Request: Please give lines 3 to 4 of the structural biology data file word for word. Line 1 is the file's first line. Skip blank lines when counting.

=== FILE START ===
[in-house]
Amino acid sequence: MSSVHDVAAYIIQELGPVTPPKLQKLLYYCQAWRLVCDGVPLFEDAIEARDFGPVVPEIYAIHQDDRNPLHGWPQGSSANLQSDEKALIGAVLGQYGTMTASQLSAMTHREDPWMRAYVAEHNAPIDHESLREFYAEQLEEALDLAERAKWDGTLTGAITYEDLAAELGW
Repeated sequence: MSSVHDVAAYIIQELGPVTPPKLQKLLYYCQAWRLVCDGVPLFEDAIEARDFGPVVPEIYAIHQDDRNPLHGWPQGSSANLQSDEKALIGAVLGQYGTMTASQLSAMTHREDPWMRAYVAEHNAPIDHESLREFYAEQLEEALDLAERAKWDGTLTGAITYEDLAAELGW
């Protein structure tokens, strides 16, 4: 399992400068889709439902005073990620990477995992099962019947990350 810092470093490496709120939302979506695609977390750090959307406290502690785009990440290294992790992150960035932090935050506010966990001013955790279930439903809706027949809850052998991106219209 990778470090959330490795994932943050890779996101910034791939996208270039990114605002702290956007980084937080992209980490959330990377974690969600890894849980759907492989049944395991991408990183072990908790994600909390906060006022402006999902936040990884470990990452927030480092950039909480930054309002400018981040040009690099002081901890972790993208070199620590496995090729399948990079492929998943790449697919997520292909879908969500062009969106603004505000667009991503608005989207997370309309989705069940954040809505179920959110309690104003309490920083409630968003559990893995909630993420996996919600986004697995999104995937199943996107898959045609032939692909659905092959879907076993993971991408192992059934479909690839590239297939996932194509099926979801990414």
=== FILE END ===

Repeated sequence: MSSVHDVAAYIIQELGPVTPPKLQKLLYYCQAWRLVCDGVPLFEDAIEARDFGPVVPEIYAIHQDDRNPLHGWPQGSSANLQSDEKALIGAVLGQYGTMTASQLSAMTHREDPWMRAYVAEHNAPIDHESLREFYAEQLEEALDLAERAKWDGTLTGAITYEDLAAELGW
């Protein structure tokens, strides 16, 4: 399992400068889709439902005073990620990477995992099962019947990350 810092470093490496709120939302979506695609977390750090959307406290502690785009990440290294992790992150960035932090935050506010966990001013955790279930439903809706027949809850052998991106219209 990778470090959330490795994932943050890779996101910034791939996208270039990114605002702290956007980084937080992209980490959330990377974690969600890894849980759907492989049944395991991408990183072990908790994600909390906060006022402006999902936040990884470990990452927030480092950039909480930054309002400018981040040009690099002081901890972790993208070199620590496995090729399948990079492929998943790449697919997520292909879908969500062009969106603004505000667009991503608005989207997370309309989705069940954040809505179920959110309690104003309490920083409630968003559990893995909630993420996996919600986004697995999104995937199943996107898959045609032939692909659905092959879907076993993971991408192992059934479909690839590239297939996932194509099926979801990414």